There was a time when having a scanner, especially a high-resolution flatbed scanner, was an essential piece of office equipment for desktop publishing and graphic design. Today, digital cameras can often take the place of a scanner.
With so much imagery readily available in digital formats, a scanner is less necessary unless you have lots and lots of photographs or other printed artwork to scan. For turning text documents into text via OCR, a scanner is faster if you have more than a page or so.
But if you don't have a scanner or don't see yourself needing one regularly, then pick up that camera and take pictures of your pictures. In addition to taking photos of artwork or printed pages, using your digital camera to capture images of whiteboards and other presentation materials at meetings, conferences, and in the classroom can be more efficient than old-fashioned pen and paper note-taking.
Pros of Using a Digital Camera as a Scanner
- Almost everyone has one.
- Even cell phone cameras, if the resolution/quality is high enough, can work in a pinch.
- Digital cameras are more portable and don't need to be connected to a computer.
- For all but the most high-end uses and for posting images online, the image quality is often more than adequate (if proper photography methods are used).
Cons of Using a Digital Camera as a Scanner
- The resolution and color depth for a good scanner may be superior to most digital scanners, making it more suitable for some applications.
- Camera needs to have a "macro" mode for good close-ups.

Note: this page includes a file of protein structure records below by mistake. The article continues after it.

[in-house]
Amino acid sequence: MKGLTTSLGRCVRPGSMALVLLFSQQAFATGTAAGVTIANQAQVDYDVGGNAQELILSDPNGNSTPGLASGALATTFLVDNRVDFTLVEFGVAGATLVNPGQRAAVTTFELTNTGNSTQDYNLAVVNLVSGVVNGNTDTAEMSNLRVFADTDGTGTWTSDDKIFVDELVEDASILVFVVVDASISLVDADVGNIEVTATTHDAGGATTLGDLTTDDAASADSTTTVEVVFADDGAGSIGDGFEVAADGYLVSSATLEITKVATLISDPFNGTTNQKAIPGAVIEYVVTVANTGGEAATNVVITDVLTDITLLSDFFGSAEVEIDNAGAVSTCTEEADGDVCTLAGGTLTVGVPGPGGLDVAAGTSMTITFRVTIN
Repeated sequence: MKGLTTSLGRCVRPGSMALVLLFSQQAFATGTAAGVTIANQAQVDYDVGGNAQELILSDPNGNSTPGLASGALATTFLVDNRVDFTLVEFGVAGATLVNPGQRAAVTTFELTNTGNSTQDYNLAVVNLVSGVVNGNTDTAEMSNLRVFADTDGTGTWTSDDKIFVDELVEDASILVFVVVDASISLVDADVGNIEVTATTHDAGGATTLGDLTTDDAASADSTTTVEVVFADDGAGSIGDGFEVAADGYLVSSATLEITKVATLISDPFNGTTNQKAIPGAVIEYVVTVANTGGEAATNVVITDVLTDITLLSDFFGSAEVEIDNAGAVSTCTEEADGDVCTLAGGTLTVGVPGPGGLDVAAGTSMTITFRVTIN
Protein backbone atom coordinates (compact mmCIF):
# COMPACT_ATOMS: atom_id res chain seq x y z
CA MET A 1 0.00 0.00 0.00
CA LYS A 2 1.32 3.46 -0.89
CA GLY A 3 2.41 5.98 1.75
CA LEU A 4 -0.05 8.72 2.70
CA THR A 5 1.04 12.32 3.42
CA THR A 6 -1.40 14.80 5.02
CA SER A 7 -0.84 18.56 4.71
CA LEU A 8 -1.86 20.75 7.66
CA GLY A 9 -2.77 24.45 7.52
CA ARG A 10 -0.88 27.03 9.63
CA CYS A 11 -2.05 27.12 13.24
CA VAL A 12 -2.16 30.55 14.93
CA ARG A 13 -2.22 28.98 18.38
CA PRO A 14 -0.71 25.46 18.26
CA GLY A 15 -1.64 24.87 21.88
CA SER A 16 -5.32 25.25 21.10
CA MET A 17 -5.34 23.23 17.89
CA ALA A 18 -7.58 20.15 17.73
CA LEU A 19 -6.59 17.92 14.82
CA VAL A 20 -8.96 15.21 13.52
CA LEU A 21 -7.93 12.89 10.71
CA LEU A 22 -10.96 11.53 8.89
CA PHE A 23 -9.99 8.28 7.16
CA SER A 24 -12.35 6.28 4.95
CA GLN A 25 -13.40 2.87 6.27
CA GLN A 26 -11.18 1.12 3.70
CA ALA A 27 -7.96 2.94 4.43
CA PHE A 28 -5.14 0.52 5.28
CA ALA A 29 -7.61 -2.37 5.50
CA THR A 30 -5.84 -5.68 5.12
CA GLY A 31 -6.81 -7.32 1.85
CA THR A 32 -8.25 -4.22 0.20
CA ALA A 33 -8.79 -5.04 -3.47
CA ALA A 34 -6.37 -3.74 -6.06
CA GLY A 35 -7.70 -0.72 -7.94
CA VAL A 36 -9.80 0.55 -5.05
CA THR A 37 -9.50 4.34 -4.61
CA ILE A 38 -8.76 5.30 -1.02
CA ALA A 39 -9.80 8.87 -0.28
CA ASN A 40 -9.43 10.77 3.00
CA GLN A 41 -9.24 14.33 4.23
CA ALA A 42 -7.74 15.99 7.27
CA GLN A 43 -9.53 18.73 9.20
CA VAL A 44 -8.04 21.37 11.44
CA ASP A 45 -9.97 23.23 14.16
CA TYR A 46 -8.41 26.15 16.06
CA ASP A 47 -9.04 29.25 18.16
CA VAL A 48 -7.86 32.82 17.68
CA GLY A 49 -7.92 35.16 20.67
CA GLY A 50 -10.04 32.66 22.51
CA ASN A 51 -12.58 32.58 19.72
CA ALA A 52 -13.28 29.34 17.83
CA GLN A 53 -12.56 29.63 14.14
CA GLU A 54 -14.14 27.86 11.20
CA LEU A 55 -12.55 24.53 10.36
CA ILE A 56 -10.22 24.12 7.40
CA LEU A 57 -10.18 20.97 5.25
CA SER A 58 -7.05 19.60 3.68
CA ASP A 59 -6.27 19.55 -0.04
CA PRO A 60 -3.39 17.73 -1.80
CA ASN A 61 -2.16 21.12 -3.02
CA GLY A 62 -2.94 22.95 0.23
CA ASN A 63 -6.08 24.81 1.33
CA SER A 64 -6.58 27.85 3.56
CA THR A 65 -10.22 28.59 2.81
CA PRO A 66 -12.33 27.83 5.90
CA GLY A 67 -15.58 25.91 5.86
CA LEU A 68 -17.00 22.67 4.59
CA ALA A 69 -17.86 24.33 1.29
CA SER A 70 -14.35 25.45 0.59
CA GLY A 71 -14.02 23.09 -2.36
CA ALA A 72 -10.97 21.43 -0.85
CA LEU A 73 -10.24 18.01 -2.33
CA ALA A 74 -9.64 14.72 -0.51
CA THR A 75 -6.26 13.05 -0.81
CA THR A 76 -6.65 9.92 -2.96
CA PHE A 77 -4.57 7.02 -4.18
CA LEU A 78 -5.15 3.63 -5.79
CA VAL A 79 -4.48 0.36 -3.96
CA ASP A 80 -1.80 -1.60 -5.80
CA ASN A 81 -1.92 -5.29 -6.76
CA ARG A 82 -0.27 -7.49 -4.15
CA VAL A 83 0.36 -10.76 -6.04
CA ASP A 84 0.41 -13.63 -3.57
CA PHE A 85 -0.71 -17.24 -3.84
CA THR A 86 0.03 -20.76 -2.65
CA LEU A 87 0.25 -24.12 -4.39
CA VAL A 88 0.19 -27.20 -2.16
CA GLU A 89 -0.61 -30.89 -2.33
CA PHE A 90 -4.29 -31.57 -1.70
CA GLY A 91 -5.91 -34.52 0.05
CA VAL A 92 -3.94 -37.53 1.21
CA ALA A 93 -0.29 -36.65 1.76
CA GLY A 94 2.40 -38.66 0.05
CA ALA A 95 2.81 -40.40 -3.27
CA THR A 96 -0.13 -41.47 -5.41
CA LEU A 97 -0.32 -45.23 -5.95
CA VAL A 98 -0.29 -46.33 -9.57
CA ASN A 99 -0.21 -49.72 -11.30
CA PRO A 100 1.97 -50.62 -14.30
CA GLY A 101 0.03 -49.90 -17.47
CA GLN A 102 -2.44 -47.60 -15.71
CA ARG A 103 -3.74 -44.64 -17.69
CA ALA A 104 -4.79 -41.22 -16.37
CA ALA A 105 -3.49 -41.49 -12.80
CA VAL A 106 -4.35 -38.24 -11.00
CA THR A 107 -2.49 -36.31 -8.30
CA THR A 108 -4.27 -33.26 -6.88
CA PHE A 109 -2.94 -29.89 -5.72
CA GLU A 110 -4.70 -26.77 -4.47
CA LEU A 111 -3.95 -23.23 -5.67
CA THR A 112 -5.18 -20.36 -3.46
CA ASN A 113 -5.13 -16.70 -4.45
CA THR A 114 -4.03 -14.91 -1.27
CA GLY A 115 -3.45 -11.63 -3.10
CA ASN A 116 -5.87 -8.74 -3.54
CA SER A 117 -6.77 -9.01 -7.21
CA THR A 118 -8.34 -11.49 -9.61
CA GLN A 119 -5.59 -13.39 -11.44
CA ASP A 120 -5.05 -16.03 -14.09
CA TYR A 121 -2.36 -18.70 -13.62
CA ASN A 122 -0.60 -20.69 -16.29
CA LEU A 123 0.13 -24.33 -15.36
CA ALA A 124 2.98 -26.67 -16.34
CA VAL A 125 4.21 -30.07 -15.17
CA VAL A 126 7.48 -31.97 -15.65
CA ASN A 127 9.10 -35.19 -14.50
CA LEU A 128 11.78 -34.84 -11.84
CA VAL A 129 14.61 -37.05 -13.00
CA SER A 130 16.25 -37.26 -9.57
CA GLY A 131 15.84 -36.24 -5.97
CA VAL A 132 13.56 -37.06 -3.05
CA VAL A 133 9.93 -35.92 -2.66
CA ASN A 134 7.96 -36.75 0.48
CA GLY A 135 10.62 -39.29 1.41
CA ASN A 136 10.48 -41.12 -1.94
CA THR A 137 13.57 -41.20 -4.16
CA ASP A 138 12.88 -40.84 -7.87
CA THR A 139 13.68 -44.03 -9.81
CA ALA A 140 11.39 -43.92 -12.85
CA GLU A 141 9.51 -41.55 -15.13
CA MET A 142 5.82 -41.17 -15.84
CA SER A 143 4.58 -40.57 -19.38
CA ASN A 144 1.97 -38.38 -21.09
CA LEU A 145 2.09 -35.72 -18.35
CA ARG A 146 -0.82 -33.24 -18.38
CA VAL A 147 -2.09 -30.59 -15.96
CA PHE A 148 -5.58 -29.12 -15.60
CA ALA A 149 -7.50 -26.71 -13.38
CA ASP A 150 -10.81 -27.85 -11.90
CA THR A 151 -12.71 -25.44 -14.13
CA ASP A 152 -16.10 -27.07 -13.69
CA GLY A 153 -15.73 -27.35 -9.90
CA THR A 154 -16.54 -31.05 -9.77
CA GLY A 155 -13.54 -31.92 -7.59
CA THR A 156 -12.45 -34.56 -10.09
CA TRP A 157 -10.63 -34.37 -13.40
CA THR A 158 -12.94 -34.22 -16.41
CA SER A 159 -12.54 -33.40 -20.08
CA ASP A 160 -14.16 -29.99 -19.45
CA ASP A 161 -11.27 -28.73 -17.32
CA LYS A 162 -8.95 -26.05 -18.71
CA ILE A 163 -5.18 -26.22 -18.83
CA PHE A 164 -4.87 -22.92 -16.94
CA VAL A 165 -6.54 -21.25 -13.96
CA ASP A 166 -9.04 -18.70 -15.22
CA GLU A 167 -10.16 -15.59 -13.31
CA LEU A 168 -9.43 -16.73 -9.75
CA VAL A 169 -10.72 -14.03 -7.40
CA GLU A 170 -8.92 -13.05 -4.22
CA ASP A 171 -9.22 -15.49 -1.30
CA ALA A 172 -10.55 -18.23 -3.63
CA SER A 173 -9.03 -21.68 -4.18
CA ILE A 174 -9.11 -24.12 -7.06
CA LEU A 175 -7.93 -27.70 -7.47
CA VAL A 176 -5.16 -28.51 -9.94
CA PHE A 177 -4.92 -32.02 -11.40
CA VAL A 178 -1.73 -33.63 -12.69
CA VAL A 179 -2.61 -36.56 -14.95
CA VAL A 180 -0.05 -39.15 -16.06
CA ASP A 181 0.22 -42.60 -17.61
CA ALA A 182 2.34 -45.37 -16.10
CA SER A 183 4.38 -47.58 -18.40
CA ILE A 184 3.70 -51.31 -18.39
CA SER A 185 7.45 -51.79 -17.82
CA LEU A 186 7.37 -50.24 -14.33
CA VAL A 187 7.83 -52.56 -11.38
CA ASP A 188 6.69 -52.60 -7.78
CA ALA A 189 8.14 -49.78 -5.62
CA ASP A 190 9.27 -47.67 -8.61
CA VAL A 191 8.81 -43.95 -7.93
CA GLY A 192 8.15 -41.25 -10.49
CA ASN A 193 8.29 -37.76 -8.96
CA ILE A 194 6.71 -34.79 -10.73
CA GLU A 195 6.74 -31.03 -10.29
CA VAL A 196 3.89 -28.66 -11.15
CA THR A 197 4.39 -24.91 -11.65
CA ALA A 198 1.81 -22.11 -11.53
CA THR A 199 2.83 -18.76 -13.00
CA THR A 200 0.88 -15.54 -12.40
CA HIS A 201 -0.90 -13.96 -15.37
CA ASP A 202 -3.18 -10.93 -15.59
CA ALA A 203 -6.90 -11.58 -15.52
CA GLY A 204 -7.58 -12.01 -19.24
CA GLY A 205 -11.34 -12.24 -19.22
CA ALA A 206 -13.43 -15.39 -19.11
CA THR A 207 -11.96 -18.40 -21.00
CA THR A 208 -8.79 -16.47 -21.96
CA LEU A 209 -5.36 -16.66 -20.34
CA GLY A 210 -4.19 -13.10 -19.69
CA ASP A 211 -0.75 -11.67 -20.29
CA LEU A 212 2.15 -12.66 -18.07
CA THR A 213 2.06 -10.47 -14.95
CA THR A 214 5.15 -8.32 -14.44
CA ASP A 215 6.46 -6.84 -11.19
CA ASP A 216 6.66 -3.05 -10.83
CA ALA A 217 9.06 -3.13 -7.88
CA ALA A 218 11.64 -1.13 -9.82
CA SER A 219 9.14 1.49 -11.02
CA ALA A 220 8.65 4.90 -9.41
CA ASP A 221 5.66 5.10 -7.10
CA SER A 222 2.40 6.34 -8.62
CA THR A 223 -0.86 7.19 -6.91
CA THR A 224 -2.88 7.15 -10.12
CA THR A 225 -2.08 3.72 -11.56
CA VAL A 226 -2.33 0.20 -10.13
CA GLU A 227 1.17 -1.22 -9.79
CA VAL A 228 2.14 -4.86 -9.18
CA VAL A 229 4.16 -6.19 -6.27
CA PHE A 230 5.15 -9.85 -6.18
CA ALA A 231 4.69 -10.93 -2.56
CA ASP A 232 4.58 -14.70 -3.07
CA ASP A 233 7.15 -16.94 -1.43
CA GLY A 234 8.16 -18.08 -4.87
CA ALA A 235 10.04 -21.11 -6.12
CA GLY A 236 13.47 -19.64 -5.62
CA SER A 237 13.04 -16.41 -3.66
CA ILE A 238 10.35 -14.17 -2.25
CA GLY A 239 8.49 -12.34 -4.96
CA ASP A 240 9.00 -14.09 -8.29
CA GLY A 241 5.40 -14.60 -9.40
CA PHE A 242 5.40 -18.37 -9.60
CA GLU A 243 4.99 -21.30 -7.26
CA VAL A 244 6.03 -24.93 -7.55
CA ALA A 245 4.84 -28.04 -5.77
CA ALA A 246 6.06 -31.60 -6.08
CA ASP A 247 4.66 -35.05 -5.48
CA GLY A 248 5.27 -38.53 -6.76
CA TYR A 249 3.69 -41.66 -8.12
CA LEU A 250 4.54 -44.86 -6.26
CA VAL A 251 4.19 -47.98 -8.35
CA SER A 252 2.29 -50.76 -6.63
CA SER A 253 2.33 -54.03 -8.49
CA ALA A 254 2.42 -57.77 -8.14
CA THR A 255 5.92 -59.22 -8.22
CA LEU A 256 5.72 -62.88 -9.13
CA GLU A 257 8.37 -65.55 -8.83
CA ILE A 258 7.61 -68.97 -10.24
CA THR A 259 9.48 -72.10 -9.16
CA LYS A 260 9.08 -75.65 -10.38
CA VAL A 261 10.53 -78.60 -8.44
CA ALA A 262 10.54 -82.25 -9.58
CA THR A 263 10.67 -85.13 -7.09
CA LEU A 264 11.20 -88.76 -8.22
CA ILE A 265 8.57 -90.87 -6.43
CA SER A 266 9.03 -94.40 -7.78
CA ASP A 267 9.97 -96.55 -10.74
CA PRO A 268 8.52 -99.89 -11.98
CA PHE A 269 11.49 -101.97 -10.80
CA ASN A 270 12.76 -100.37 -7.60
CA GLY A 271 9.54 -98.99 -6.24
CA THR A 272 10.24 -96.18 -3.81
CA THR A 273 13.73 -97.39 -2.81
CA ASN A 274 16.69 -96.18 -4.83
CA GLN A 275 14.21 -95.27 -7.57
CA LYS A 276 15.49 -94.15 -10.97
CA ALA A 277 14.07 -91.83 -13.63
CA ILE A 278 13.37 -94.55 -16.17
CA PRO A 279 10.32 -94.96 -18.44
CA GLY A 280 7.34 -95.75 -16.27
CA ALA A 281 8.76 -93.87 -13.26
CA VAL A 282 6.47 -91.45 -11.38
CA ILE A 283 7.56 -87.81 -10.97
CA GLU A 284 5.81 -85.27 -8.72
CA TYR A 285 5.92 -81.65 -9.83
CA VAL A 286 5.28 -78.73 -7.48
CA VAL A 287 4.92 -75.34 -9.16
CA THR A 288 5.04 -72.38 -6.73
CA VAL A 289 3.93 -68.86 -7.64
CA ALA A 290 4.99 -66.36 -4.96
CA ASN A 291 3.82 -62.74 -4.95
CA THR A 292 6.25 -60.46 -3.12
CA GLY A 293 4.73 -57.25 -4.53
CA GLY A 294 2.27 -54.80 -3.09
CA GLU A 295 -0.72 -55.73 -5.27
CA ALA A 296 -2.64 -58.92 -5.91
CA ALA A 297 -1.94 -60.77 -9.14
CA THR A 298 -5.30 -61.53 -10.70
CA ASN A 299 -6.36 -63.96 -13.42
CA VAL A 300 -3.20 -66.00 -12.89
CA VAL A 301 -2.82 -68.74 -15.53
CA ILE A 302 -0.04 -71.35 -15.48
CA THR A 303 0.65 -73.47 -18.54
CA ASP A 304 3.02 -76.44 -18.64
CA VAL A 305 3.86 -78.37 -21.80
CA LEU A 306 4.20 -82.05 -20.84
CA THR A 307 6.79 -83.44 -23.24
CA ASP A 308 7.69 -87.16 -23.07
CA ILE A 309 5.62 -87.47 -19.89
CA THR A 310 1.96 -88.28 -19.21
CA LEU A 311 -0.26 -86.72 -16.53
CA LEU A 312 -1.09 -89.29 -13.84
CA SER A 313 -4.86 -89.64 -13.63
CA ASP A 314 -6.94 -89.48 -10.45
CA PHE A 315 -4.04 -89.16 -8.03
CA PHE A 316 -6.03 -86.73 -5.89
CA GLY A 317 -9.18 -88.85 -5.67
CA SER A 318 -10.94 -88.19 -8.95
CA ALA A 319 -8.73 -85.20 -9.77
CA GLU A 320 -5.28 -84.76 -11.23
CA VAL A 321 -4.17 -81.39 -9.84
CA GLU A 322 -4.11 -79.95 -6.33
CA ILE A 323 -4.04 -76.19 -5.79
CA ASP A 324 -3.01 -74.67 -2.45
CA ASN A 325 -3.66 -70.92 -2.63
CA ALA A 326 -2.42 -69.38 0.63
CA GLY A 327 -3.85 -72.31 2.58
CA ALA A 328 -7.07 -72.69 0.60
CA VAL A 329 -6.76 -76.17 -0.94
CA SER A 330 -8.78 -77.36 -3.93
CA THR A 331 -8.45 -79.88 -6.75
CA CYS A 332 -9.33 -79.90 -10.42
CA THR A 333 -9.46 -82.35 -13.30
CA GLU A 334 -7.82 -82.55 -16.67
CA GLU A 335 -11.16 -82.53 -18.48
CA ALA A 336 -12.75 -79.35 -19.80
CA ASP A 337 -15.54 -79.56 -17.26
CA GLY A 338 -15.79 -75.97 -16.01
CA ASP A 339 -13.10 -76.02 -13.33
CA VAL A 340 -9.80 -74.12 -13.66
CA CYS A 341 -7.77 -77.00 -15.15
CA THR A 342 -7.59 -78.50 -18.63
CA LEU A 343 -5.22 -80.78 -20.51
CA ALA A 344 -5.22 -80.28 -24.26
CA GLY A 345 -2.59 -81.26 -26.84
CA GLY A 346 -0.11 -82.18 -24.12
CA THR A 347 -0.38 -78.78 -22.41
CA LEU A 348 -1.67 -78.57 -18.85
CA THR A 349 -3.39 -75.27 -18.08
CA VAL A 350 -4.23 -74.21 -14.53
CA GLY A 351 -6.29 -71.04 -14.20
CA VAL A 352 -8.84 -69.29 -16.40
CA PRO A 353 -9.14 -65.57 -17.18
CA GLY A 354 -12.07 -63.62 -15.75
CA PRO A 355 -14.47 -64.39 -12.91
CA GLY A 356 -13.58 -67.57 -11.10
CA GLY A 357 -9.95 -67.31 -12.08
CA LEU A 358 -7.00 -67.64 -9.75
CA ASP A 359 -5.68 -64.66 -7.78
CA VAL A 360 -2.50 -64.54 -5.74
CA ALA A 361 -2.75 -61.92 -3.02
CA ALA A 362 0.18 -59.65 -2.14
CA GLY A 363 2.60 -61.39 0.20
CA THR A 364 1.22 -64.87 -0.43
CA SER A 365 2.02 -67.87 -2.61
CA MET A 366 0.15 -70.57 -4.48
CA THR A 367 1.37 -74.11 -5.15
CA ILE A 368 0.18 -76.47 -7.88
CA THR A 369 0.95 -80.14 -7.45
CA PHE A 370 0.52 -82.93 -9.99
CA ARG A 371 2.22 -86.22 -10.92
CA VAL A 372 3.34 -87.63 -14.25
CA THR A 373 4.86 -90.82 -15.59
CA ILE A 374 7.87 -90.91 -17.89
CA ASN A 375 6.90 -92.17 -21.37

- Camera and image must be precisely aligned (to avoid distortion, cutting out part of the image, and out-of-focus areas).
- Lighting must be carefully controlled to avoid color casts and shadows.
Tips for Getting Better "Scans" With a Digital Camera
- Calibrate your digital camera for more reliable color matching.
- Use a tripod or set the camera on a solid surface to keep the camera perfectly steady. Use the self-timer because even the act of pressing the camera button can cause movement and blurriness.
- If possible, use a lightbox to control lighting. If that's not possible, try taking pictures near a window or place a lamp on one side and then place a piece of reflective paper or white poster board on the other side to reflect light evenly across the subject.
- Use a heavy acrylic sheet to lay on top of books or photos that won't lay flat to get a less distorted picture.
- Learn the different settings for your camera to find the ones that work best for different locations and lighting conditions that you can't control easily yourself.
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